NM bill allows fire department to charge for certain emergency services

The ordinance grants AFR authority to bill the “responsible party” after a qualifying accident – which includes individuals


Jessica Dyer
Albuquerque Journal, N.M.

ALBUQUERQUE, N.M. — With several members calling it the responsible thing to do, the Albuquerque City Council on Wednesday approved allowing the fire department to send bills for responding to certain car crashes and fires.

Albuquerque Fire Rescue’s proposed “cost recovery” fee passed on a 7-2 vote following a lengthy discussion about the need for and merits of such a plan.

Albuquerque Fire Rescue’s proposed “cost recovery” fee passed on a 7-2 vote following a lengthy discussion about the need for and merits of such a plan. (Photo/ Albuquerque Fire Rescue)
Albuquerque Fire Rescue’s proposed “cost recovery” fee passed on a 7-2 vote following a lengthy discussion about the need for and merits of such a plan. (Photo/ Albuquerque Fire Rescue)

The fire department has said the idea was prompted by complicated crashes involving commercial vehicles like fuel tankers – incidents that require extensive mitigation and can take firefighters away from other calls for several hours.

The new ordinance permits AFR to send invoices after extinguishing car fires or performing hazardous material mitigation or cleanup at crash scenes – but only if the work totals more than $1,500 in fees.

Department leaders told the Council that the ordinance – as recently amended – would likely trigger bills for only 5-10% of the approximately 8,600 crashes AFR tends to annually, and that they plan to send invoices to insurance companies and not directly to citizens.

“This wouldn’t (apply to) every fender-bender that goes on in the city of Albuquerque,” AFR Chief Paul Dow said. “But I think we have to be responsible with the resources we do have.”

Dow said his crew once spent 19 hours at a tanker truck rollover that would have generated $32,000 for the department had the fee been in place then.

Prior to voting in favor of the bill, Councilor Don Harris said not billing for labor-intensive responses could be tantamount to subsidizing insurance companies. Councilor Diane Gibson said the fee made sense.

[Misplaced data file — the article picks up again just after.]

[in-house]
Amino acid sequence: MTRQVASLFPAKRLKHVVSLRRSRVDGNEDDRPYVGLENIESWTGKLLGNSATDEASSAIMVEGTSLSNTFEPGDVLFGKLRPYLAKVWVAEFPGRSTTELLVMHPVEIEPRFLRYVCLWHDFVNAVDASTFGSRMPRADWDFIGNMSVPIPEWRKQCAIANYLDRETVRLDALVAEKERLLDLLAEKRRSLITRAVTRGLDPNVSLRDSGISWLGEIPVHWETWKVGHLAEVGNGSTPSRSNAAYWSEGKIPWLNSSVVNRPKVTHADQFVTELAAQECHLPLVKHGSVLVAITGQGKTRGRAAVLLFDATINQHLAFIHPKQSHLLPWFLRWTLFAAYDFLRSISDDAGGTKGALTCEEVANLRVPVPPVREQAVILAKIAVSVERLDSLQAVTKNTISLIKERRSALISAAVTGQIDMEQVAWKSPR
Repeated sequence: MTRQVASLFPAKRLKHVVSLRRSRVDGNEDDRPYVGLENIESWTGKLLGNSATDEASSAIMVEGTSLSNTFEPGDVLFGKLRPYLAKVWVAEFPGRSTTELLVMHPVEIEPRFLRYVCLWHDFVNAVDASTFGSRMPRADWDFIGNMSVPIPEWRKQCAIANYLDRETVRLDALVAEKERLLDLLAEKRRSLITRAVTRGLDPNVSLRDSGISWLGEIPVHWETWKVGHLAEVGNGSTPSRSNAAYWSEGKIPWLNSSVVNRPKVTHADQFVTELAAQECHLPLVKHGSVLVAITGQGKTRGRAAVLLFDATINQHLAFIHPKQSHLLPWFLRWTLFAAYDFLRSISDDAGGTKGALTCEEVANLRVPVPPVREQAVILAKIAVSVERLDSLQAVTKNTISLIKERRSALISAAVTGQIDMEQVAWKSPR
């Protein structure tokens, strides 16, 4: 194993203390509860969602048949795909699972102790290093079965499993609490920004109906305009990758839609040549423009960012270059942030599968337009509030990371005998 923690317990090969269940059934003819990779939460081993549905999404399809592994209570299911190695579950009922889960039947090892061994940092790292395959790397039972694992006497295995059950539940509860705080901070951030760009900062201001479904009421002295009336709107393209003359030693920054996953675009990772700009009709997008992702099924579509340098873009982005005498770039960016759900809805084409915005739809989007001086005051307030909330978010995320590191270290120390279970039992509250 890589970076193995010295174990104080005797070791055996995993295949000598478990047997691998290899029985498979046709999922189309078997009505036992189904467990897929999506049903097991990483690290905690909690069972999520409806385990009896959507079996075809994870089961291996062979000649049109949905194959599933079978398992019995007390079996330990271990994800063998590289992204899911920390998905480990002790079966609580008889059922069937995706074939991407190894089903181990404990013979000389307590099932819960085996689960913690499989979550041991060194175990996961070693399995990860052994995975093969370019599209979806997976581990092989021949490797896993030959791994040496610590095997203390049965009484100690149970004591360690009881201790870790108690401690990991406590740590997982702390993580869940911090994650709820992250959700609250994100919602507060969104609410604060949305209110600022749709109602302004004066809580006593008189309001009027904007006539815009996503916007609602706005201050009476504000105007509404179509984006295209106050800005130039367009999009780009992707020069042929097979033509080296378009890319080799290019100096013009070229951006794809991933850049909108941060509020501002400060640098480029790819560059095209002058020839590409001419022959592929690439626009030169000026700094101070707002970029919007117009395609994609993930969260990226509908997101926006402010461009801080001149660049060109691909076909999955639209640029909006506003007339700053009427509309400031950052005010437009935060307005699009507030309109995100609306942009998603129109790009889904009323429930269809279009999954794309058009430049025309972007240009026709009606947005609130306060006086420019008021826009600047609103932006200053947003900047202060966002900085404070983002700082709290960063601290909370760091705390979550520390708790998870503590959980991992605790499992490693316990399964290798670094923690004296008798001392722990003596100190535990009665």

“I think it’s important for the city to be able to protect itself financially from exorbitant costs that are incurred when there is an insurance company that insures exactly for that,” she said.

But Councilors Trudy Jones and Brad Winter raised various concerns before voting against it, with Jones questioning the necessity of a new fee after the city raised taxes last year, largely to support public safety. That tax is expected to generate enough to spend $53.1 million annually.

Jones – who had recently voiced support for the cost recovery fee – changed course Wednesday.

“I don’t understand how we can – sorry, chief – do this in good faith when we’re already having an additional $53.1 million on an annual basis,” she said.

Sarita Nair, the city’s chief administrative officer, responded that the fire department has benefited, but that most of the new money will go to salaries for the 400 police officers the city plans to hire.

The ordinance grants AFR authority to bill the “responsible party” after a qualifying accident – which includes individuals. Deputy Chief Adam Eakes said in an interview the department did not intend to initiate invoices when there is no known insurance company.

Internal AFR policy also prohibits sending any individuals to collections for unpaid bills.

While AFR says other communities have implemented similar cost recovery fees, local opponents have argued their taxes should already cover such services.

As originally written, AFR’s proposal would have enabled AFR to bill for extinguishing any car fire or providing any level of hazardous materials cleanup or using heavy equipment for extractions.

The department rewrote it last week, eliminating bills for extractions and defining the scope of qualifying incidents to those with at least $1,500 in fees.

Hazardous material cleanup or car fire response has a base fee of $600. After the first hour, the department will begin charging an hourly rate based on the value of the reporting vehicles – $600 for a fire engine, for example.

Eakes said the response to a typical car crash is 27 minutes, eliminating most from fee consideration.

The ordinance also gives the fire chief discretion to waive or reduce fees, implement collection procedures in a dispute with an insurance company or make other modifications to an invoice “if a showing of financial hardship or inability to pay is made.”

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©2019 the Albuquerque Journal (Albuquerque, N.M.)

 

McClatchy-Tribune News Service

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